The State Department was reportedly basing its limited genocide designation off a Holocaust Museum report "Our Generation Is Gone: The Islamic State's Targeting of Iraqi Minorities in Ninewa," or the Nineveh Plain in Northern Iraq. The museum led a fact-finding mission to Iraq in September of 2015 to investigate reports of genocide.
The mission never went to the actual Nineveh Plain, Shea said, but rather went to Iraqi Kurdistan and interviewed survivors of the ISIS onslaught. The report was quite "limited," Shea insisted, both in its "locale" and its "time frame." It only focused on ISIS activity on the Nineveh Plain in Northern Iraq between June and August of 2014.
As a result, while the report recognized atrocities committed against various ethnic and religious minorities, it only declared that the Yazidis around Mount Sinjar were victims of ISIS genocide.
"The self-proclaimed Islamic State (IS) perpetrated crimes against humanity, ethnic cleansing, and war crimes against Christian, Yezidi, Turkmen, Shabak, Sabaean-Mandaean, and Kaka'i people in Ninewa province between June and August 2014," the report stated.
"We believe IS has been and is perpetrating genocide against the Yezidi people," it added. "IS's stated intent and patterns of violence against Shia Shabak and Shia Turkmen also raise concerns about the commission and risk of genocide against these groups and requires further investigation."
Yet a growing consensus has emerged recognizing that genocide is being committed against Christians and other ethnic and religious minorities as well.
Both the European Union and the U.S. Commission on International Religious Freedom – a bipartisan federal commission that advises the State Department – have declared that genocide is taking place against these minorities.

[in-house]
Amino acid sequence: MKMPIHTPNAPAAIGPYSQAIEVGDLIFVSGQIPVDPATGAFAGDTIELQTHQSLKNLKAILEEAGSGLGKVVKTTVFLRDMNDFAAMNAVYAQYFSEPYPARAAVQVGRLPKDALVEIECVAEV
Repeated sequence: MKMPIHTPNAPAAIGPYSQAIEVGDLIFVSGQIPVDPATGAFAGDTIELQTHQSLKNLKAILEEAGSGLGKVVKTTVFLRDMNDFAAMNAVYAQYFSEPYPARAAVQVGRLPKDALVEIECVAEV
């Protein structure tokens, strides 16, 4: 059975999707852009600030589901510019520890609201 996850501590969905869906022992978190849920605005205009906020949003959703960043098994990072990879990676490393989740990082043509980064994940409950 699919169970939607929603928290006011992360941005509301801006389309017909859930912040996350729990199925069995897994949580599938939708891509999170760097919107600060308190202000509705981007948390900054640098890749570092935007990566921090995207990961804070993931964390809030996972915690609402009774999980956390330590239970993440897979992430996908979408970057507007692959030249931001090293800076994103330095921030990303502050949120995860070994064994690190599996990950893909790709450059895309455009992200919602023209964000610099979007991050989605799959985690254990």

Members of the International Association of Genocide Scholars signed an appeal to the U.S. Congress last fall saying that ISIS has committed genocide against Christians, Shi'a Muslims, Sunni Kurds, Yazidis, "and other religious groups."
Pope Francis said in July that "a form of genocide is taking place" in the Middle East against Christians. Presidential candidates including Democratic front-runner Hillary Clinton and Republicans Ted Cruz and Marco Rubio have also said that genocide is occurring.
Secretary of State John Kerry himself acknowledged it might be taking place in August of 2014. "ISIL's campaign of terror against the innocent, including Yezedi and Christian minorities, and its grotesque and targeted acts of violence bear all the warning signs and hallmarks of genocide," he stated.
However, Kerry was more guarded in a Feb. 24 exchange with Rep. Jeff Fortenberry (R-Neb.) at a House Appropriations Subcommittee on State and Foreign Operations hearing.
(Story continues below)
Subscribe to our daily newsletter
Pressed by Rep. Fortenberry to call the atrocities against Christians "genocide," Secretary Kerry stopped short of doing so, instead saying, "I share just a huge sense of revulsion over these acts, obviously. None of us have ever seen anything like it in our lifetimes."
"We are currently doing what I have to do, which is review very carefully the legal standards and precedents for whatever judgment is made," he added, noting that atrocities are occurring "not just in Syria, but in other places."
"There has been an increase, forced evacuation and displacement, which is equally disturbing, though it's not they are killing them in that case, but it's a removal and a cleansing, ethnically and religiously, which is deeply disturbing. So we are very much focused on this," he said.
Yet the evidence for genocide against Christians – apart from atrocities committed against other Middle Eastern religious minorities – is overwhelming, advocates say.
Firstly, "there's no evidence whatsoever of any Christian life left in the caliphate," Shea said – no active churches, liturgies, or congregations.
Aside from the many Christian clergy killed and taken hostage by ISIS, there have been many atrocities documented including the ISIS crucifixion of 12 Christian missionaries in Syria, the kidnapping of 180 Assyrian Christians and the execution of three of them in Hasakah, and the beheading of 21 Coptic Christians on a Libyan beach in February of 2015.